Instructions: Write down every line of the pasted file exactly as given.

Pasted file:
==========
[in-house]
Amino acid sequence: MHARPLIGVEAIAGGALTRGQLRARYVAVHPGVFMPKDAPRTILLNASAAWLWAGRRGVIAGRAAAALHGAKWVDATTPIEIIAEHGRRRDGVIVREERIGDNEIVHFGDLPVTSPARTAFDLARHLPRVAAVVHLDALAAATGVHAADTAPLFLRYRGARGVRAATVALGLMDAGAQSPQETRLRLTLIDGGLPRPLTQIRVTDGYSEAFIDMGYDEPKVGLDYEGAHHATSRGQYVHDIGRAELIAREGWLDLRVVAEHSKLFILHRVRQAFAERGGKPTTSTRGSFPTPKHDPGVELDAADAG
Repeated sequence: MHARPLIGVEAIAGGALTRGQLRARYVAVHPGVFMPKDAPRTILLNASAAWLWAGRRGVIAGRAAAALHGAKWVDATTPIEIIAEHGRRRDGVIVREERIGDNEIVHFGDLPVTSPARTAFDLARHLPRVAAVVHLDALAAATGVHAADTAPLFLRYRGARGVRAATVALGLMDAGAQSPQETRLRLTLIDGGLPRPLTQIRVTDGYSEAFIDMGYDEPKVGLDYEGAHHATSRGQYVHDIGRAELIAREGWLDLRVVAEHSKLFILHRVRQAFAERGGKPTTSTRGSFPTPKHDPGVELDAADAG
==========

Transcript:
[in-house]
Amino acid sequence: MHARPLIGVEAIAGGALTRGQLRARYVAVHPGVFMPKDAPRTILLNASAAWLWAGRRGVIAGRAAAALHGAKWVDATTPIEIIAEHGRRRDGVIVREERIGDNEIVHFGDLPVTSPARTAFDLARHLPRVAAVVHLDALAAATGVHAADTAPLFLRYRGARGVRAATVALGLMDAGAQSPQETRLRLTLIDGGLPRPLTQIRVTDGYSEAFIDMGYDEPKVGLDYEGAHHATSRGQYVHDIGRAELIAREGWLDLRVVAEHSKLFILHRVRQAFAERGGKPTTSTRGSFPTPKHDPGVELDAADAG
Repeated sequence: MHARPLIGVEAIAGGALTRGQLRARYVAVHPGVFMPKDAPRTILLNASAAWLWAGRRGVIAGRAAAALHGAKWVDATTPIEIIAEHGRRRDGVIVREERIGDNEIVHFGDLPVTSPARTAFDLARHLPRVAAVVHLDALAAATGVHAADTAPLFLRYRGARGVRAATVALGLMDAGAQSPQETRLRLTLIDGGLPRPLTQIRVTDGYSEAFIDMGYDEPKVGLDYEGAHHATSRGQYVHDIGRAELIAREGWLDLRVVAEHSKLFILHRVRQAFAERGGKPTTSTRGSFPTPKHDPGVELDAADAG